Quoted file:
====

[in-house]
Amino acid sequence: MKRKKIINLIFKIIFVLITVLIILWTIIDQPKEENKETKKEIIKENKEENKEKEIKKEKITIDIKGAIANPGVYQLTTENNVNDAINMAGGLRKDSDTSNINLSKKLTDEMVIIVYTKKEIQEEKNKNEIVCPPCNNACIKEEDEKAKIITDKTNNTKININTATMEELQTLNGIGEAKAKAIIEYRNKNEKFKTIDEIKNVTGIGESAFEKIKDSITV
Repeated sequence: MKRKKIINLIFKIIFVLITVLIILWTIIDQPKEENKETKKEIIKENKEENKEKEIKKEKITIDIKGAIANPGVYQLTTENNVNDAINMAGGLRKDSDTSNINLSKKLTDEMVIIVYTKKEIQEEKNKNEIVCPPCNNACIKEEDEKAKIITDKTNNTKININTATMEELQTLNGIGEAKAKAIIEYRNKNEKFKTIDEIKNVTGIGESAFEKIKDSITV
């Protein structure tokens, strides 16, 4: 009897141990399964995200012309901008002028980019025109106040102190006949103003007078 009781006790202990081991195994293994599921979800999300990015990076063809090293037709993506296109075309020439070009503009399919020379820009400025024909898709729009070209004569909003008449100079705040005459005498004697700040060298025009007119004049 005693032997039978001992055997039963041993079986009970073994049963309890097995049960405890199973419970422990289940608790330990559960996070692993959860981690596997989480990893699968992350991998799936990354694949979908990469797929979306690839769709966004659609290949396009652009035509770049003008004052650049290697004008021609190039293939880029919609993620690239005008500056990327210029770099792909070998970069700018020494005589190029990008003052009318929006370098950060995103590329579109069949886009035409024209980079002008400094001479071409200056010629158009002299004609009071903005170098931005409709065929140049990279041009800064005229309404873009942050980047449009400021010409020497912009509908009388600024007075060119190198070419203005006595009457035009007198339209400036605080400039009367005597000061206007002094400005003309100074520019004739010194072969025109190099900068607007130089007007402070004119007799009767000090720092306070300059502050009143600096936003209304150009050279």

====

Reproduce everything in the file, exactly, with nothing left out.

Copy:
[in-house]
Amino acid sequence: MKRKKIINLIFKIIFVLITVLIILWTIIDQPKEENKETKKEIIKENKEENKEKEIKKEKITIDIKGAIANPGVYQLTTENNVNDAINMAGGLRKDSDTSNINLSKKLTDEMVIIVYTKKEIQEEKNKNEIVCPPCNNACIKEEDEKAKIITDKTNNTKININTATMEELQTLNGIGEAKAKAIIEYRNKNEKFKTIDEIKNVTGIGESAFEKIKDSITV
Repeated sequence: MKRKKIINLIFKIIFVLITVLIILWTIIDQPKEENKETKKEIIKENKEENKEKEIKKEKITIDIKGAIANPGVYQLTTENNVNDAINMAGGLRKDSDTSNINLSKKLTDEMVIIVYTKKEIQEEKNKNEIVCPPCNNACIKEEDEKAKIITDKTNNTKININTATMEELQTLNGIGEAKAKAIIEYRNKNEKFKTIDEIKNVTGIGESAFEKIKDSITV
């Protein structure tokens, strides 16, 4: 009897141990399964995200012309901008002028980019025109106040102190006949103003007078 009781006790202990081991195994293994599921979800999300990015990076063809090293037709993506296109075309020439070009503009399919020379820009400025024909898709729009070209004569909003008449100079705040005459005498004697700040060298025009007119004049 005693032997039978001992055997039963041993079986009970073994049963309890097995049960405890199973419970422990289940608790330990559960996070692993959860981690596997989480990893699968992350991998799936990354694949979908990469797929979306690839769709966004659609290949396009652009035509770049003008004052650049290697004008021609190039293939880029919609993620690239005008500056990327210029770099792909070998970069700018020494005589190029990008003052009318929006370098950060995103590329579109069949886009035409024209980079002008400094001479071409200056010629158009002299004609009071903005170098931005409709065929140049990279041009800064005229309404873009942050980047449009400021010409020497912009509908009388600024007075060119190198070419203005006595009457035009007198339209400036605080400039009367005597000061206007002094400005003309100074520019004739010194072969025109190099900068607007130089007007402070004119007799009767000090720092306070300059502050009143600096936003209304150009050279």